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Thursday, February 7, 2013
Meyer closes out a winner of a class

By Brad Bournival

During Urban Meyer’s news conference detailing the 2013 Ohio State recruiting class on Wednesday, the two-time national champion talked about delivering hits.

Meyer should have been talking about shutting things down, because the way he closed out the class is the very reason he has the reputation as a recruiting closer.

Consider the plight of the class at the beginning of the year, when the Buckeyes were searching for wide receivers and linebackers.

The linebackers -- there were none before Jan. 4 -- came first in ESPN 150 selections Trey Johnson and Mike Mitchell. That brought attention to the wideouts and offensive line.

No linemen came, and Meyer didn't reach. But wide receivers showed up, and they showed up with aplomb.

With just Taivon Jacobs and Jalin Marshall in the fold, the Buckeyes headed into the final week of the recruiting season with holes to fill.

Vonn Bell
Vonn Bell's signing was the cherry on top of a stellar Ohio State recruiting class.
Enter junior college standout Corey Smith, ESPN 150 athlete and former Oregon commit Dontre Wilson and four-star wideout James Clark. With those three in the mix, Ohio State absorbed the loss of Jacobs, who went to play with his brother Levern at Maryland, and came out even stronger.

Marshall, Wilson and Ezekiel Elliott gave the Buckeyes three skill players in the top 150, with tight end Marcus Baugh a fourth and offensive tackle Evan Lisle also garnering ESPN 150 honors.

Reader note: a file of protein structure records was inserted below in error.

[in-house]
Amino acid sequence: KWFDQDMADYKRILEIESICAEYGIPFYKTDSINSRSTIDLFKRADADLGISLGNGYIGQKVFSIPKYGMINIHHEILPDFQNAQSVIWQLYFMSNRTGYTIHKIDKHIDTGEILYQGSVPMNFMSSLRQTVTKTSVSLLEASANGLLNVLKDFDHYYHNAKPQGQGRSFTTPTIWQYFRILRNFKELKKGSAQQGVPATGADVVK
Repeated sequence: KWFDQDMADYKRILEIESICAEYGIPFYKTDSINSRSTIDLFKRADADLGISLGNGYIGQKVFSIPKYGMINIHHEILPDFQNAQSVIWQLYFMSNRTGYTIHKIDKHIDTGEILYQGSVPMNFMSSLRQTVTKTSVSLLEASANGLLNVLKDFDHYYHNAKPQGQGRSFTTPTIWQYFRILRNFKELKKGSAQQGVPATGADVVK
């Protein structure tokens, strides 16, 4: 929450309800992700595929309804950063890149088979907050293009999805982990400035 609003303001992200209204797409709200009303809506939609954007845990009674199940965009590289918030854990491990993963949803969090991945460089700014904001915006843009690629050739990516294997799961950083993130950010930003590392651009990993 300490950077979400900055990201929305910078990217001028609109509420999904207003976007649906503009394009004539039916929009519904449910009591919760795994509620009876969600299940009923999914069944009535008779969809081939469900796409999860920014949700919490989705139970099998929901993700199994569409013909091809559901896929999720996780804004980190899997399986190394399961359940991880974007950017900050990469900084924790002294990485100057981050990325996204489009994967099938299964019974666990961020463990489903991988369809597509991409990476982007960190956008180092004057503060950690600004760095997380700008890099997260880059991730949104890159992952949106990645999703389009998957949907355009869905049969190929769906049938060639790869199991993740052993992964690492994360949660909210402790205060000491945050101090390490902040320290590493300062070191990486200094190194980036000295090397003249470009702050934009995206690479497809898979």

But the haymaker came just after 10 a.m. on Wednesday when an already strong defensive backfield got even stronger. ESPN 150 representatives Eli Apple, Gareon Conley and Cam Burrows were already signed, as was ESPN 300 safety Jayme Thompson.

That was before Meyer beat out two-time defending national champion Alabama and Tennessee for safety Vonn Bell.

To better put that in perspective, Ohio State had the Nos. 3, 7 and 9 cornerbacks in the nation and the No. 12 safety before Bell.

Bell, the fourth-ranked safety according to ESPN, made the 2013 class arguably one of the best recruiting classes in the secondary in recent years.

With five defensive players ranked in the top 62 nationally in scarlet and gray come August, one of the biggest concerns for Ohio State was addressed in this class.

The third-ranked overall class in the nation -- behind Alabama and Florida -- the Buckeyes have 24 signees. Twelve of those commits are in the ESPN 150, another five in the ESPN 300.

Apple is a five-star recruit, with another 18 ranked as four-star seniors.

Ohio State’s third-place finish is the highest since ESPN began its rankings in 2006 -- the Buckeyes were sixth in 2012 and 2008 -- and it's the sixth top-10 finish in the last seven years.

It also might be the class fans talk about for a long time.